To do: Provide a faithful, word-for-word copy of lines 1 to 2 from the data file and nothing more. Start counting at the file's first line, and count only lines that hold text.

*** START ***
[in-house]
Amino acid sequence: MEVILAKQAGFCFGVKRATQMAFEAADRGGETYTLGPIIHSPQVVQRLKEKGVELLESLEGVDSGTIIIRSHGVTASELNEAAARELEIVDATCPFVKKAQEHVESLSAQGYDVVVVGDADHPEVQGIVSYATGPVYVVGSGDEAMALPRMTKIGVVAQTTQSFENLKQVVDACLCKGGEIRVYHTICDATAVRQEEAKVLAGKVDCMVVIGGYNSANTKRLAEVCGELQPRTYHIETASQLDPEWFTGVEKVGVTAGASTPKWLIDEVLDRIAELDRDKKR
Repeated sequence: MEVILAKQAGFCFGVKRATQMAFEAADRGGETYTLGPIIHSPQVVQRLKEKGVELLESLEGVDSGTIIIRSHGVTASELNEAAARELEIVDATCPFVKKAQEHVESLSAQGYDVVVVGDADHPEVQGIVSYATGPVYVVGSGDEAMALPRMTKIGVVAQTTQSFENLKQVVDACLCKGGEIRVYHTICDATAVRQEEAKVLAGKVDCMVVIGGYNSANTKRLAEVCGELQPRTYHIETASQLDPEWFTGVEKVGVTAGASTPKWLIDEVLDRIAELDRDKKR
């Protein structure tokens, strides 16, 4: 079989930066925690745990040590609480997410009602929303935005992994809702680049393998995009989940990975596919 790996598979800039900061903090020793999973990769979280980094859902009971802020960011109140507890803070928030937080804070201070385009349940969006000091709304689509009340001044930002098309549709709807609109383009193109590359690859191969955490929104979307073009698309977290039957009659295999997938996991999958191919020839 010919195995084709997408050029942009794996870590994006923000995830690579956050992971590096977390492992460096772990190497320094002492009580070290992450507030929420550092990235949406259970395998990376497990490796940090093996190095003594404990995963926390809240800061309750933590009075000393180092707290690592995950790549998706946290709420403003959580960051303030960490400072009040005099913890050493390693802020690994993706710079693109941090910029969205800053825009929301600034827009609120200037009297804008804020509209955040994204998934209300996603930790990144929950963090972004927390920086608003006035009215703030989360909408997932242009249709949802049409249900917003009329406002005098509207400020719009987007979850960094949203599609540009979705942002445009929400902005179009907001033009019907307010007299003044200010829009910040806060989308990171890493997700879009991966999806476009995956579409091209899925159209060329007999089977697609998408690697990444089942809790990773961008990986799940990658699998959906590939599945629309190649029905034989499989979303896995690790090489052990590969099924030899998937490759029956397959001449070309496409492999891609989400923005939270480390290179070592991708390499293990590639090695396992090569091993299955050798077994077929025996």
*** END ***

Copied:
[in-house]
Amino acid sequence: MEVILAKQAGFCFGVKRATQMAFEAADRGGETYTLGPIIHSPQVVQRLKEKGVELLESLEGVDSGTIIIRSHGVTASELNEAAARELEIVDATCPFVKKAQEHVESLSAQGYDVVVVGDADHPEVQGIVSYATGPVYVVGSGDEAMALPRMTKIGVVAQTTQSFENLKQVVDACLCKGGEIRVYHTICDATAVRQEEAKVLAGKVDCMVVIGGYNSANTKRLAEVCGELQPRTYHIETASQLDPEWFTGVEKVGVTAGASTPKWLIDEVLDRIAELDRDKKR